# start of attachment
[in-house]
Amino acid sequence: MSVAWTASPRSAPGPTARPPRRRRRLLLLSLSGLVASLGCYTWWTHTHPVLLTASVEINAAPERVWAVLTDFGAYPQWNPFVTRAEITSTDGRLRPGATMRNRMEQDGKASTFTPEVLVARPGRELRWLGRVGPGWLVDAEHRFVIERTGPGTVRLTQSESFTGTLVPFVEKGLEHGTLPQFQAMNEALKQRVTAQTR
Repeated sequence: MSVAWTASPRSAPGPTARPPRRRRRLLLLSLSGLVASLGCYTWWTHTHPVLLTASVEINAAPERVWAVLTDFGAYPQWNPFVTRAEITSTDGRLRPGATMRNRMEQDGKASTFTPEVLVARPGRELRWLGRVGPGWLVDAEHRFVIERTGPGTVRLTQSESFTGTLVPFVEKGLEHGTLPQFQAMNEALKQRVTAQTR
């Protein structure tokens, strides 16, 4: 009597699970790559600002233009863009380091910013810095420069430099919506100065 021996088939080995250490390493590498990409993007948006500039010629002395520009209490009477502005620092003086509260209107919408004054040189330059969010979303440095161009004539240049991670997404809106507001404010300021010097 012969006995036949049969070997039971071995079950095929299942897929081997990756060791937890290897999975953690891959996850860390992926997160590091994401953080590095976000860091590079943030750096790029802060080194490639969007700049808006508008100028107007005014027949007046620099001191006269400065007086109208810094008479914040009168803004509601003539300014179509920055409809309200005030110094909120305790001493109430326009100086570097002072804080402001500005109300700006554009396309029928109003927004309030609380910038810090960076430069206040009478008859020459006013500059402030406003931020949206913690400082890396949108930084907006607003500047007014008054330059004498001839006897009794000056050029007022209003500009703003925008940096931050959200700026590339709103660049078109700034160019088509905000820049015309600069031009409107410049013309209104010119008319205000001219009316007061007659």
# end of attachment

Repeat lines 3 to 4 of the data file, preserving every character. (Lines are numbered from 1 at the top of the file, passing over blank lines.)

Repeated sequence: MSVAWTASPRSAPGPTARPPRRRRRLLLLSLSGLVASLGCYTWWTHTHPVLLTASVEINAAPERVWAVLTDFGAYPQWNPFVTRAEITSTDGRLRPGATMRNRMEQDGKASTFTPEVLVARPGRELRWLGRVGPGWLVDAEHRFVIERTGPGTVRLTQSESFTGTLVPFVEKGLEHGTLPQFQAMNEALKQRVTAQTR
């Protein structure tokens, strides 16, 4: 009597699970790559600002233009863009380091910013810095420069430099919506100065 021996088939080995250490390493590498990409993007948006500039010629002395520009209490009477502005620092003086509260209107919408004054040189330059969010979303440095161009004539240049991670997404809106507001404010300021010097 012969006995036949049969070997039971071995079950095929299942897929081997990756060791937890290897999975953690891959996850860390992926997160590091994401953080590095976000860091590079943030750096790029802060080194490639969007700049808006508008100028107007005014027949007046620099001191006269400065007086109208810094008479914040009168803004509601003539300014179509920055409809309200005030110094909120305790001493109430326009100086570097002072804080402001500005109300700006554009396309029928109003927004309030609380910038810090960076430069206040009478008859020459006013500059402030406003931020949206913690400082890396949108930084907006607003500047007014008054330059004498001839006897009794000056050029007022209003500009703003925008940096931050959200700026590339709103660049078109700034160019088509905000820049015309600069031009409107410049013309209104010119008319205000001219009316007061007659």